You can also see the photos from our trip to
Thailand, or our sailing adventure around the
Virgin Islands. You can also take a look at some of the
articles Ive thrown together about politics
and technology. Beware, I'm considered somewhat opinionated...
Tue, 03 Aug 2004
Final Thoughts on OSCON 2004
As usual, some of the best talks were on Friday, to get everybody
to stay at the conference as long as possible. The keynote about
the David Rumsey map archive was unbelieveably cool. It recieved
a well deserved standing ovation. The security talk was excellent
as well, and the
best practices help solidify my resolve to evangelize their product
in our company...
Overall, the whole worthless 'Emerging Technology' jive that was so
at ETCON 2003
wasn't as prominent. This conference was about real technology, and
the presenters were not just some slick sounding snake-oil salesmen
looking for venture capital. They were actual programmers with
actual code. How novel.
Another thing that is becoming more and more obvious is that
the 'Alpha Geeks' dont really seem to care about Java anymore.
The panel with Eric Raymond, and Tim OReilly was not well attended.
There wasn't a single Java talk on Thursday, and the rest of them
were only partially about Java. The more Sun tries to clutch onto
control, the more people will move away from it. That's why Im
becoming a Python hacker.
What stuck Pete as funny was how political this place can be...
any time somebody is presenting new technology, they need to explain
why its needed. The answer is either because nothing like it ever existed,
or because what does exist is crappy and wrong. Well... the problem with
the latter is that the guy who wrote the
'crappy and wrong'
software is most likely in the audience. There are two kinds of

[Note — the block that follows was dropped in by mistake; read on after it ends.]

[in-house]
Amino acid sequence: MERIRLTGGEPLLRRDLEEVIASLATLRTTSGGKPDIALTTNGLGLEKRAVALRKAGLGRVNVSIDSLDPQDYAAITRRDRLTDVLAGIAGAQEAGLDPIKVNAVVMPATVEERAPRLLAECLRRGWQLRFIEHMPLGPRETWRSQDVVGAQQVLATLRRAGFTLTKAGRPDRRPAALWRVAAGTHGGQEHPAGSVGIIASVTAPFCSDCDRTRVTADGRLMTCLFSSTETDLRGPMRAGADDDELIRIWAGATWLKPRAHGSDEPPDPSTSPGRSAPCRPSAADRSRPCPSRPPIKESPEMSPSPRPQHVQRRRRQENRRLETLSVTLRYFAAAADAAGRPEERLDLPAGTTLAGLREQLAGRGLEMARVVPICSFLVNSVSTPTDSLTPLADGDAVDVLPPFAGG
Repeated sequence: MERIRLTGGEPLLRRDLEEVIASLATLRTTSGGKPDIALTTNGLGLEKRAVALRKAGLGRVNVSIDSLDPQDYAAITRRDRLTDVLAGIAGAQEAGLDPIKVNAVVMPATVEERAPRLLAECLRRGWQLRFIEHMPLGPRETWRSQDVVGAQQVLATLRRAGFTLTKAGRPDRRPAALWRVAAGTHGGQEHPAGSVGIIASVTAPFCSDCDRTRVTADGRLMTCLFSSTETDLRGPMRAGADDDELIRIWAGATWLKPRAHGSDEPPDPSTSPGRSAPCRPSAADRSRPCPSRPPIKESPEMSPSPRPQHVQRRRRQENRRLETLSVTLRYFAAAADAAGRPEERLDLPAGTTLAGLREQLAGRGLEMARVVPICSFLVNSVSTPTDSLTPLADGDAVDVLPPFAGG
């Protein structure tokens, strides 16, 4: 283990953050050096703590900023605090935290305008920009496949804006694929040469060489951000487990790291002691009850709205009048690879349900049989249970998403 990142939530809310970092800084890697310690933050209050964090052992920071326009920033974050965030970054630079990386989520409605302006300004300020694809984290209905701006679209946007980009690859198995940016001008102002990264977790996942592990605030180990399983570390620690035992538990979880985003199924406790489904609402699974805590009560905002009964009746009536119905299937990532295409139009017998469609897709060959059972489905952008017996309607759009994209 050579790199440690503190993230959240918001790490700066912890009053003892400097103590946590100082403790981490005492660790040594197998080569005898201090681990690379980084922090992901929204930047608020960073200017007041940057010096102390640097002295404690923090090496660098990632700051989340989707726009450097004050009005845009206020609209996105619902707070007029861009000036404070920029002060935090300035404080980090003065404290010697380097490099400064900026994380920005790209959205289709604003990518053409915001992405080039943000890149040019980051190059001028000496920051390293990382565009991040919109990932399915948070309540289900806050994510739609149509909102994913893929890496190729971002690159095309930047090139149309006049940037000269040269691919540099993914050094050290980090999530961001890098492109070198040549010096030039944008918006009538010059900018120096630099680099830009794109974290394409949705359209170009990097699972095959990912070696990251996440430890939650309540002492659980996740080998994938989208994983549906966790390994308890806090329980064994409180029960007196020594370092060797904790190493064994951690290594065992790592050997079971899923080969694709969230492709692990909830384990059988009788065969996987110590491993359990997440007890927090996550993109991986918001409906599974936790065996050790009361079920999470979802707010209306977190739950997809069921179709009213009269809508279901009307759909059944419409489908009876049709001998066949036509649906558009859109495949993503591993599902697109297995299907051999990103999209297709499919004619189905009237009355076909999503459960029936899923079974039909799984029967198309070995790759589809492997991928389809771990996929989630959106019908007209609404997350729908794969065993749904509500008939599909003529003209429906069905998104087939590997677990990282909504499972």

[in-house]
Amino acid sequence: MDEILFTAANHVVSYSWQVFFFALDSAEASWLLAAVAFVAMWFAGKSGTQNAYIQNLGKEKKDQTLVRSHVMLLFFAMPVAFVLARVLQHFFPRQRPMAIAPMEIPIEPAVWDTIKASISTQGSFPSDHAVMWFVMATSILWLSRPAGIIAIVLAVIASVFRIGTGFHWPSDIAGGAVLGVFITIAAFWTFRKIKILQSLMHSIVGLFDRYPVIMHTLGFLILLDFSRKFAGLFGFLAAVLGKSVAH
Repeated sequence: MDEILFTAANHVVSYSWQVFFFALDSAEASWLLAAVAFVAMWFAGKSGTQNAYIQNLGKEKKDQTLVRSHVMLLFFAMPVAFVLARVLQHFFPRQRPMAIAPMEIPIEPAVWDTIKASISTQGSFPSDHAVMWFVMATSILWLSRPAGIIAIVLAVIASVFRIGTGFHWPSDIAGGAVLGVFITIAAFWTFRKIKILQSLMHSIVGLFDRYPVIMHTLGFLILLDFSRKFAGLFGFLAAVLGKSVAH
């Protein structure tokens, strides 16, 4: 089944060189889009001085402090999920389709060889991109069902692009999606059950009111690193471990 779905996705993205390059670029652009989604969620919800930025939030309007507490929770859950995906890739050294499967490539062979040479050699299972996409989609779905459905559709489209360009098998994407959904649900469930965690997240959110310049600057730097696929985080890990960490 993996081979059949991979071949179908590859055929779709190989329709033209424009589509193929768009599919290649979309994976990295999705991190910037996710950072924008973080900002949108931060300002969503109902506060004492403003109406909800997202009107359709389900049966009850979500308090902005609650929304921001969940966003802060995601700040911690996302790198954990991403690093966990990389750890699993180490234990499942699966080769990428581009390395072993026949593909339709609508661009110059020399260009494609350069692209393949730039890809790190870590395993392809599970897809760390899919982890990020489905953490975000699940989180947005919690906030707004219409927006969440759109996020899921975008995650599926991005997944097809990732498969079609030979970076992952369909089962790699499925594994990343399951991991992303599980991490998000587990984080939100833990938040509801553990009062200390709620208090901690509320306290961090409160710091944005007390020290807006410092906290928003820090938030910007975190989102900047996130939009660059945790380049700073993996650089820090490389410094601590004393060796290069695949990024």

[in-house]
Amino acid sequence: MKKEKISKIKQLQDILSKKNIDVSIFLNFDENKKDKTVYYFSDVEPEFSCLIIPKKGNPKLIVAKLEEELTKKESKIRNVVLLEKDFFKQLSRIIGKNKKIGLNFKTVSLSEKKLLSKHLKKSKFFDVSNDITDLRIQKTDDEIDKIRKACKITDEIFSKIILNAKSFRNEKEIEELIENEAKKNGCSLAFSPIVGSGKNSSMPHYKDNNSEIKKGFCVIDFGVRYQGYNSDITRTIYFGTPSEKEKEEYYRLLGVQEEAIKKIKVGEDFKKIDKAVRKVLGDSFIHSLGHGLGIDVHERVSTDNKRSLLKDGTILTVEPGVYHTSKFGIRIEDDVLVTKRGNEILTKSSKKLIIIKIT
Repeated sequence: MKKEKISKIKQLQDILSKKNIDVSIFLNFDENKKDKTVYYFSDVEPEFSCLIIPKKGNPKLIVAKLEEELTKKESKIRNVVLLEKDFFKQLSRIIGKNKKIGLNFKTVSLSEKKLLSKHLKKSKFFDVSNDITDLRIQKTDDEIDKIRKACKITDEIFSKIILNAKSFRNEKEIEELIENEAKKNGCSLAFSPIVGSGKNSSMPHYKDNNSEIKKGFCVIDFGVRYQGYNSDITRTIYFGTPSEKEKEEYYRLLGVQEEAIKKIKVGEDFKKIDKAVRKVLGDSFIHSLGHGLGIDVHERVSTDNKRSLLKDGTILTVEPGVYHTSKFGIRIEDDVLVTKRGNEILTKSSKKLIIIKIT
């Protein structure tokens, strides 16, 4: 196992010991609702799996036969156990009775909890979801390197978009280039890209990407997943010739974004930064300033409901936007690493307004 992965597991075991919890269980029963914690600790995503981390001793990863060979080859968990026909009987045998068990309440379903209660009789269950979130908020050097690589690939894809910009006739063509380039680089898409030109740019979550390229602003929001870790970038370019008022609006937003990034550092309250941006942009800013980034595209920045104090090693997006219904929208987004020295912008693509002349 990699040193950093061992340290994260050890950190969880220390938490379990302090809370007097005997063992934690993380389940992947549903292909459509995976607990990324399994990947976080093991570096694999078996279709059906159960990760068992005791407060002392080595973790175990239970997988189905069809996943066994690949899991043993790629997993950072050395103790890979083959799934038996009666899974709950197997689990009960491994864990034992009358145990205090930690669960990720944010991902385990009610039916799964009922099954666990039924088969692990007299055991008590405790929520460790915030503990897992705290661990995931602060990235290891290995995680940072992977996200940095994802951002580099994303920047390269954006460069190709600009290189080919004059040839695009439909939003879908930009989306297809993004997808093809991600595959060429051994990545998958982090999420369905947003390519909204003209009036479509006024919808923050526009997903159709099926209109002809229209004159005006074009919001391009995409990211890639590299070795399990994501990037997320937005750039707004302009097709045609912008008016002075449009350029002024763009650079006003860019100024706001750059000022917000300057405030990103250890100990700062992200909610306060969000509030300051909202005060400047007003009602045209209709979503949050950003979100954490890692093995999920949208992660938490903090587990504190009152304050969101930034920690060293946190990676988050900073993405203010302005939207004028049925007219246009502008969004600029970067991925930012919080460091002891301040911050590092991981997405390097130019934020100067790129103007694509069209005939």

presenters - those who walk on eggshells, and those who suffer from
angry glares. Even Microsoft bashing is a little tough, because they
are a huge sponser of the event! On Open Source. Double plus wierd.
In closing, here are a handful of links to the tech goodies that
I learned about at the conference:
OSCON 2004 -
the home page for the conference. The presentations should be online
Todays talks were quite good. I heard some cool stuff about the
state of Python 2.4, and how great a language it is for
The talk about
Tsearch2 and POSGRESQL was interesting... although I dont
think its quite ready for us to suggest to customers. The talk on
PHP performance was a good high-level talk, and I picked up a few
new Apache performance tricks.
I picked up a few things about whats currently available in
the Python lightning talks, and about what's next at the state of
the Python union talk. Its a big Python love-fest. Making
something like CPAN for Python
would be a good idea to help the community.
I also had the opportunity to meet Jeremy White, my boss's
brother. He's one of the lead developers on the
Wine project, which allows
people to run Windows apps on Linux. Quite an important and
incredibly difficult project indeed.
The Dyson trio keynote was interesting. Its cool to see a great
Freeman Dyson talk about topics like the future of technology.
Although he's a bit of a science worshipper for my taste. If the
purpose of science is to serve mankind, then humility should be
considered a virtue on par with innovation. Just because we know
our way around a research lab, doesnt mean we always know what's
best for the world. Nevertheless, I was able to get a
photo of the two of us.
The second talk was pretty good as well. Bdale Garbee reinforced
the idea that its hackers and inventors that push the envelope
of science the best. People like Tesla, Goddard, or the Wright
Brothers did things that everybody else said was crazy... Bdale
tooted his own horn a bit about the amature satelites that he
helped launch. Dang. Just like the
the hackers are now after the final frontier!
The best sessions today were Mono-centric. The
release talk was interesting, hostorically speaking...
and the talk about